If you contribute too much to your retirement account, you can incur costly penalties that can be upward of 10 percent plus additional unpaid income taxes when you withdraw from the account. Many retirement accounts have systems in place to prevent you from over-contributing. For instance, many online portals prevent you from contributing too much based on the limits of accounts.

However, some don’t have these safeguards, so you should check the contribution limits each year to prevent this costly mistake.

The more you deposit into your retirement account, the faster your money can grow. Here are a few tips to help you maximize your retirement plan contributions even though there are limits to how much you can save each year:

Tips for maximizing retirement plan contributions

  • Start contributing early: The earlier you open a retirement account, the more interest you will accrue over time. Additionally, investing young can allow you to take on more risk, which can come with more rewards.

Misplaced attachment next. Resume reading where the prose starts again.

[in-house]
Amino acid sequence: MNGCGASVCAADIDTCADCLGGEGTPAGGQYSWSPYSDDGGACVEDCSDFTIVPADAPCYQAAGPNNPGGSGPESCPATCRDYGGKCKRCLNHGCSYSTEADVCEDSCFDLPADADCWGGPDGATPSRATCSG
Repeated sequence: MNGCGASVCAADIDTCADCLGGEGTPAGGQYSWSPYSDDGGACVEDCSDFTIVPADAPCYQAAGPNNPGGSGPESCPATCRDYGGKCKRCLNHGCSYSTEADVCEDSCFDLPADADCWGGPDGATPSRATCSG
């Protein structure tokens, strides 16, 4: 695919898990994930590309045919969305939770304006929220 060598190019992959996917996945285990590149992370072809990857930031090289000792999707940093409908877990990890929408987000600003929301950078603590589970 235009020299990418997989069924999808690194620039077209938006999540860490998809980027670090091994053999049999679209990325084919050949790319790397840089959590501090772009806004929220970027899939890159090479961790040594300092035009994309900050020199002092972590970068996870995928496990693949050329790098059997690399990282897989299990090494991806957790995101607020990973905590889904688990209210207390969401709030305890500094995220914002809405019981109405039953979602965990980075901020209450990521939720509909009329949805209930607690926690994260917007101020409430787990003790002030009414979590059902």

• Take advantage of employer matches: If your employer offers a retirement plan as part of your employee benefits package, you should take advantage of it. There will be no other opportunity to get someone else to match your contributions. 
  • Automate contributions: Automating contributions using your retirement account or investment platform’s app or website to set up direct deposit makes sure you never forget to save your money. 
  • Make catch-up contributions: If you’re over the age of 50, you can make catch-up contributions to help put more away for retirement. 
  • Create a budget: Building a better budget can ensure you can contribute the full amount to your retirement accounts.
  • Work with a professional: Working with a professional financial advisor can help you choose the best retirement plan based on your employment situation, risk tolerance and retirement goals.

Have more questions?

Chat with us online or stop by a local branch to talk with one of our experts.